This setup raises several questions. First, whether it is permissible for communications providers to retain IP addresses indiscriminately in order to prosecute minor offences such as copyright infringement (“the retention question”). Second, whether and when Hadopi may access the retained data (“the access question”). And finally, whether such access must be subject to prior judicial authorization.

The “retention question” forced the Court to revisit its statements in LQdN I, in which it declared the retention of IP addresses to be permissible in the fight against serious crime. In LQdN II, the Court maintains that data retention that seriously interferes with fundamental rights can only be justified to combat serious crime. If the interference is non-serious, however, it may be used to combat any crime (para. 77–85). An interference caused by the retention of IP addresses is non-serious when it is ruled out that the retained data can be combined in a way that allows precise and thus invasive conclusions to be drawn about a person’s private life (para. 82). The Court provides “guidance” on the retention arrangements that Member States must maintain to avoid such inferences being drawn: the different categories of retained data must be stored separately in a “genuinely watertight” manner, and the reliability of that separation must be regularly reviewed by a public authority (paras 86–89).

Obviously, simply storing IP data has no value when Hadopi cannot retrieve it to identify infringers. The Court thus turned to the “access question” reusing the distinction it just established between serious and non-serious interferences: Although copyright infringement is rarely serious, Hadopi may use the retained data to identify the perpetrator if the interference caused by the access itself is not serious. Hadopi only receives IP addresses and data that can be used for identification. In typical cases that is not enough to draw precise conclusions about the private lives of the alleged infringers and therefore not a serious interference (para. 99–100). Accordingly, authorities may, in principle, access that data to combat ordinary crime.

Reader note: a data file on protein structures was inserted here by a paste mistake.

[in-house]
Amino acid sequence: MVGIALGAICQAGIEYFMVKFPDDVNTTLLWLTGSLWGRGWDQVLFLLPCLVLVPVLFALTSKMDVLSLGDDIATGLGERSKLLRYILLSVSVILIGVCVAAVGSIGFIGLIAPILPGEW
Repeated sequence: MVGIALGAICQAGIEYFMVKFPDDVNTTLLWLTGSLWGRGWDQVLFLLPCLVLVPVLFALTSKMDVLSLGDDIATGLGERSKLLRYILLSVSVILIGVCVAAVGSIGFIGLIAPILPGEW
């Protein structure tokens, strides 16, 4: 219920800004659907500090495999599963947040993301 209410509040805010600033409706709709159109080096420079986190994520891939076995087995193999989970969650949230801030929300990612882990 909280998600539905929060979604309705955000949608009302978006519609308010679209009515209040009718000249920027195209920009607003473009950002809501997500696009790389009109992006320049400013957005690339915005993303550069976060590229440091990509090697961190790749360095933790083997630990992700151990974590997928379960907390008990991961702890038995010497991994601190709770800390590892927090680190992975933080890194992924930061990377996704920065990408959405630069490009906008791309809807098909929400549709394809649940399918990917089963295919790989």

Whether the access is justified depends on its necessity in the individual case. The Court seems to have no general objection to Hadopi accessing the data to investigate copyright offences. It argues that only a few individuals at Hadopi, who are bound to confidentiality, have access to the data (para. 113–14) and that some offences can only be solved by identifying the owners of IP addresses or by even more intrusive measures (para. 116–21). This analysis of the necessity of the interference consists of only a few short paragraphs. It does not discuss whether certain offences can be easily solved without accessing retained data, nor does it task the referring court with evaluating this possibility. It simply accepts Advocate General Szpunar’s claim that without access to the retained data there is a serious risk of mass impunity for internet crimes.

Having established that IP addresses may be retained and accessed for the purpose of prosecuting copyright infringement, the Court had to decide whether access to the data requires prior judicial authorization. In Tele2 the Court had held that “as a general rule” the access to retained data should be subject to prior review by a court or an independent administrative body. In LQdN II, the Court reiterates that the prior review rule should apply only to serious interference and that non-serious interference does not require prior review (para. 124–31). Applied to Hadopi, this means that prior review is required when merging the identities of repeat offenders with information about the breaches they have committed (i.e., the songs they listened to). The reason is that in “atypical cases” merging this data might allow precise conclusions to be drawn about their media consumption or even more sensitive information, making it a serious interference (para. 110–11, 135–39). The authorization must be denied in these cases unless the alleged copyright violation is a serious crime (para. 145–46).